The Conscience of a Conservative

By Barry Goldwater | Go to book overview
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FOREWORD

T HIS BOOK is not written with the idea of adding to or improving on the Conservative philosophy. Or of "bringing it up to date." The ancient and tested truths that guided our Republic through its early days will do equally well for us. The challenge to Conservatives today is quite simply to demonstrate the bearing of a proven philosophy on the problems of our own time.

I should explain the considerations that led me to join in this effort. I am a politician, a United States Senator. As such, I have had an opportunity to learn something about the political instincts of the American people, I have crossed the length and breadth of this great land hundreds of times and talked with tens of thousands of people, with Democrats and Republicans, with farmers and laborers and businessmen. I find that America is fundamentally a Conservative nation. The preponderant judgment of the American people, especially of the young people, is that the radical, or Liberal, approach has not worked and is not working. They yearn for a return to Conservative principles.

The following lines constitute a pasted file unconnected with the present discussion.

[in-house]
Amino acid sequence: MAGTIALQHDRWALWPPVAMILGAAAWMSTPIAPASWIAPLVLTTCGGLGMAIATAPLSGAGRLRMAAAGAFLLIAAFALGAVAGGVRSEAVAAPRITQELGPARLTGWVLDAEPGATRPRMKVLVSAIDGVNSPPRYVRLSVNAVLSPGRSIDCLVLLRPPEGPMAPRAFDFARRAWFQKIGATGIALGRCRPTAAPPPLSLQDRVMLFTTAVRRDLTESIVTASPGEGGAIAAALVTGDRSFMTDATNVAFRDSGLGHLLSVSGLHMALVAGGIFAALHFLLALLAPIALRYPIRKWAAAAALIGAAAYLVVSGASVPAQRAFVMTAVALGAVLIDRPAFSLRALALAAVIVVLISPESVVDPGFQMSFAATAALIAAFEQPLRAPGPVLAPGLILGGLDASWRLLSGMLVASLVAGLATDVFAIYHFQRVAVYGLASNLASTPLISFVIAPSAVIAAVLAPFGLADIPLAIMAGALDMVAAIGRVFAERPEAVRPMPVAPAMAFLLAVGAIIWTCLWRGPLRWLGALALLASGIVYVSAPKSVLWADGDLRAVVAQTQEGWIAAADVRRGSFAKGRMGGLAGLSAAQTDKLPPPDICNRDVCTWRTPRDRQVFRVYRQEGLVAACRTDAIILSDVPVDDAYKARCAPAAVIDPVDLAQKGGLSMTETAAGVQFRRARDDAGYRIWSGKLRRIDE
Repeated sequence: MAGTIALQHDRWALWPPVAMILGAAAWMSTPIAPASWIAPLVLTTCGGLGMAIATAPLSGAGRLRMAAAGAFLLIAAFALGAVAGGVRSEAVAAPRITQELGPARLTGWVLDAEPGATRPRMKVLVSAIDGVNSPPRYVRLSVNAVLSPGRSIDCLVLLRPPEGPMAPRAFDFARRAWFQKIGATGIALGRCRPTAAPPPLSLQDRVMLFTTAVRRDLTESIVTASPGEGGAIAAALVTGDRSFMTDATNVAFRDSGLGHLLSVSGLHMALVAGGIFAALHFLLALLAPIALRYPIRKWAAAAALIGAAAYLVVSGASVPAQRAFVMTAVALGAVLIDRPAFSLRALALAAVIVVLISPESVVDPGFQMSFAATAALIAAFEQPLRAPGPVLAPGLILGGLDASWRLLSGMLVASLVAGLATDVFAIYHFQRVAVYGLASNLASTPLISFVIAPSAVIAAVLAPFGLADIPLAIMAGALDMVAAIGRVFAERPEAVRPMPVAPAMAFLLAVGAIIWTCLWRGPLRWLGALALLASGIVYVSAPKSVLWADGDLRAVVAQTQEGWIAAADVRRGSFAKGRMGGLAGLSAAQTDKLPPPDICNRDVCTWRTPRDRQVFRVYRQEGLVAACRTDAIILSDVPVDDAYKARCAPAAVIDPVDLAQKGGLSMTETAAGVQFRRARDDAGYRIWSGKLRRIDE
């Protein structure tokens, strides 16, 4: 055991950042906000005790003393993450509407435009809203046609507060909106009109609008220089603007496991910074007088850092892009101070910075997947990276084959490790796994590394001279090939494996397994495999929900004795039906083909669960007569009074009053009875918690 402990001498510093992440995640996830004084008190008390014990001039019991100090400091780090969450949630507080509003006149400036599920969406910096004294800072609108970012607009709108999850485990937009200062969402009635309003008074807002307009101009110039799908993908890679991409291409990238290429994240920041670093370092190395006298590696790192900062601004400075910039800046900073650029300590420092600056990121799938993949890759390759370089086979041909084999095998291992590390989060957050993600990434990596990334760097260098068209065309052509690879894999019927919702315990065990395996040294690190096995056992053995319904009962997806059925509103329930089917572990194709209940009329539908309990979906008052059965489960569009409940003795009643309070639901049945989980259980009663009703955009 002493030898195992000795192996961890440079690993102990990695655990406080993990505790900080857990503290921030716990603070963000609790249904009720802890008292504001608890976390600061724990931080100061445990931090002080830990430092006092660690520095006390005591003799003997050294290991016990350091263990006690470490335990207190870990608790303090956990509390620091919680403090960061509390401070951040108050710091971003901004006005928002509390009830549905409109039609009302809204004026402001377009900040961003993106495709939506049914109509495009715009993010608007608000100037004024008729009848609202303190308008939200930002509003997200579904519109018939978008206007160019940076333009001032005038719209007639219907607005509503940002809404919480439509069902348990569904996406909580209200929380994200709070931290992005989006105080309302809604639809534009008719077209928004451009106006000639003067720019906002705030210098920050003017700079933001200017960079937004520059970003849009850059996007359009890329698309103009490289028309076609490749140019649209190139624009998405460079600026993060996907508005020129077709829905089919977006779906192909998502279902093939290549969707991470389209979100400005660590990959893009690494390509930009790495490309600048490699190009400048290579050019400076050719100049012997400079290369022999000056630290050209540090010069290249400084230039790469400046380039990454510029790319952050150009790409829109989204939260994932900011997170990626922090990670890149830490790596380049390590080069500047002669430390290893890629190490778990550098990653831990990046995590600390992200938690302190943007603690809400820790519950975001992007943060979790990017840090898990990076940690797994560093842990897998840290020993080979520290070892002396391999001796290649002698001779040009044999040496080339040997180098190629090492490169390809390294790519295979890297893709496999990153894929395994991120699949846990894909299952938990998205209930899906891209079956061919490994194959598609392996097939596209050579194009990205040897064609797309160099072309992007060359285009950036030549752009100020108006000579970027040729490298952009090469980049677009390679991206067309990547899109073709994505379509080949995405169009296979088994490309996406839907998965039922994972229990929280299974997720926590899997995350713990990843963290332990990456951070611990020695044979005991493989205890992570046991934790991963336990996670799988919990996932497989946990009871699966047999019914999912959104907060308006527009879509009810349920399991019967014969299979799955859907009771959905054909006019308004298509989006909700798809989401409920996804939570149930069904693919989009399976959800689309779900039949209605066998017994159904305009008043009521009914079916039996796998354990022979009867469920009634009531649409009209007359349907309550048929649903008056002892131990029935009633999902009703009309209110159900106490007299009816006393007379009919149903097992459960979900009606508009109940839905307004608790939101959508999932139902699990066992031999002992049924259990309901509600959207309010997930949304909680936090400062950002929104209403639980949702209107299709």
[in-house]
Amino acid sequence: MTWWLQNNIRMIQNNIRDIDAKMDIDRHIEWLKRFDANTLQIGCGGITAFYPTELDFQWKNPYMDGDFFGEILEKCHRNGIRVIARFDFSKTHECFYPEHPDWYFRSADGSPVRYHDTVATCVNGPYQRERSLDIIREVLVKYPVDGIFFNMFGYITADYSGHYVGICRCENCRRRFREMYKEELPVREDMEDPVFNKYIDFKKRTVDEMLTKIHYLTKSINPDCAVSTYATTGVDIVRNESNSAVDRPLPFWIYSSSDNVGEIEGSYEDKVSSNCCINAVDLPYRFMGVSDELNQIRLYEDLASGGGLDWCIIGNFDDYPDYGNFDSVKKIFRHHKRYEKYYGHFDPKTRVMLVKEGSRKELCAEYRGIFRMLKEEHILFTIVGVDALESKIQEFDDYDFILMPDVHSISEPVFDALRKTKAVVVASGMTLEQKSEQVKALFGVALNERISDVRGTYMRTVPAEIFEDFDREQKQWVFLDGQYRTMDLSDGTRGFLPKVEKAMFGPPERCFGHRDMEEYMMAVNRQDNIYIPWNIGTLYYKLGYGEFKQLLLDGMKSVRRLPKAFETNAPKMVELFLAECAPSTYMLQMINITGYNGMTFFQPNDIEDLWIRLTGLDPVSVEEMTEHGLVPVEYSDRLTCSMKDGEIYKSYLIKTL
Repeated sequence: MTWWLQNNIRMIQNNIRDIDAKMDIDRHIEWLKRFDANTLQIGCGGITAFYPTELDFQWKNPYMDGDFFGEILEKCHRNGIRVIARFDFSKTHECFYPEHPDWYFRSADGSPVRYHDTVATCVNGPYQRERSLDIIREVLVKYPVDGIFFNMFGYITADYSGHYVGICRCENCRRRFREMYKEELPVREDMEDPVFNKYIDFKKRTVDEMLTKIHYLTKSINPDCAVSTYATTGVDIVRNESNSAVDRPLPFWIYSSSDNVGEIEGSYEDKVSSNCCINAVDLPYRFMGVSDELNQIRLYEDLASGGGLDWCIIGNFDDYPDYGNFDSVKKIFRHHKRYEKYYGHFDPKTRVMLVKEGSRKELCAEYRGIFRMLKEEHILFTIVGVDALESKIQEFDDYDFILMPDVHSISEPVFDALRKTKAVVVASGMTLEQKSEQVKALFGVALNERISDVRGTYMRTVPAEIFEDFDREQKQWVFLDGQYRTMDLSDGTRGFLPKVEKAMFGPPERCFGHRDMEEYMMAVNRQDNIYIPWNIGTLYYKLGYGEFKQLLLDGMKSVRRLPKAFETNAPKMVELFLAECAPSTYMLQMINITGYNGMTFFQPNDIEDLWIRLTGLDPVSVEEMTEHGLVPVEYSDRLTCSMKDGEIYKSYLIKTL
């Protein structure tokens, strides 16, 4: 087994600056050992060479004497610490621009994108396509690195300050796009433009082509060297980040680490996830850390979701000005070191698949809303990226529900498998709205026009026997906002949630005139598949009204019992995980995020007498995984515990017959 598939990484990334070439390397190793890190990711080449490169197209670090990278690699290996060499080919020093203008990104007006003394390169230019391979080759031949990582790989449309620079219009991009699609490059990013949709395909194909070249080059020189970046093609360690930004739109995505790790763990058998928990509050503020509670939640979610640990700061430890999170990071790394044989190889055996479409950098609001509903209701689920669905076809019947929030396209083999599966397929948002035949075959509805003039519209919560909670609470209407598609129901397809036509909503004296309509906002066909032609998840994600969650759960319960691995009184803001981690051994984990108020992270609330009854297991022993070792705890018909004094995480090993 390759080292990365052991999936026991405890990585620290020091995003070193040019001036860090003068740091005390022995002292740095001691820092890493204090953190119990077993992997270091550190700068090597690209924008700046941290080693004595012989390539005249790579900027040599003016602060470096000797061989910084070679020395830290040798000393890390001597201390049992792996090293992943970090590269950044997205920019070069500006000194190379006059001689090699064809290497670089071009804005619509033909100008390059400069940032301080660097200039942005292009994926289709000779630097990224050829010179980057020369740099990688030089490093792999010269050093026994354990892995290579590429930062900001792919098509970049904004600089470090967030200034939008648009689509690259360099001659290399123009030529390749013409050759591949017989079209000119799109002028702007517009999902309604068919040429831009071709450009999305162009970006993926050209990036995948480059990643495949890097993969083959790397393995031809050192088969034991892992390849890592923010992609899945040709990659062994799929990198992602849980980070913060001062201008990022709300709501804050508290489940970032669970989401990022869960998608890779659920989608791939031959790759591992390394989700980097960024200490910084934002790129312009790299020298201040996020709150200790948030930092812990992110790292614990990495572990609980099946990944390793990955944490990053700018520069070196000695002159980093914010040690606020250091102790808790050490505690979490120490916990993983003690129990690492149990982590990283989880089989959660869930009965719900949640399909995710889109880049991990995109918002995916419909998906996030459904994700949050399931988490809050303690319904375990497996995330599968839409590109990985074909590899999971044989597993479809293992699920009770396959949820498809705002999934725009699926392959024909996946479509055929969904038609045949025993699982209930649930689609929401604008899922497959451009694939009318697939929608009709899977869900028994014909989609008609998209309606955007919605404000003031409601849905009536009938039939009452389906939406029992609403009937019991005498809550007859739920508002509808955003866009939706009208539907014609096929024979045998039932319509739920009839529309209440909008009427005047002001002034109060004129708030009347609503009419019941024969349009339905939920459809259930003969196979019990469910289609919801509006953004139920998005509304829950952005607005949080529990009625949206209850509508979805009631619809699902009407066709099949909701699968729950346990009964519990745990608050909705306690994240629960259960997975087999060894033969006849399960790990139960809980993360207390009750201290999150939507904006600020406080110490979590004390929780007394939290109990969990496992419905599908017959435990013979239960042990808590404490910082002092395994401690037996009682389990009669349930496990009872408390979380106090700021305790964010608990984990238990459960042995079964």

At the same time, I have been in a position to observe first hand how Conservatism is faring in Washington. And it is all too clear that in spite of a Conservative revival among the people the radical ideas that were promoted by the New and Fair Deals under the guise

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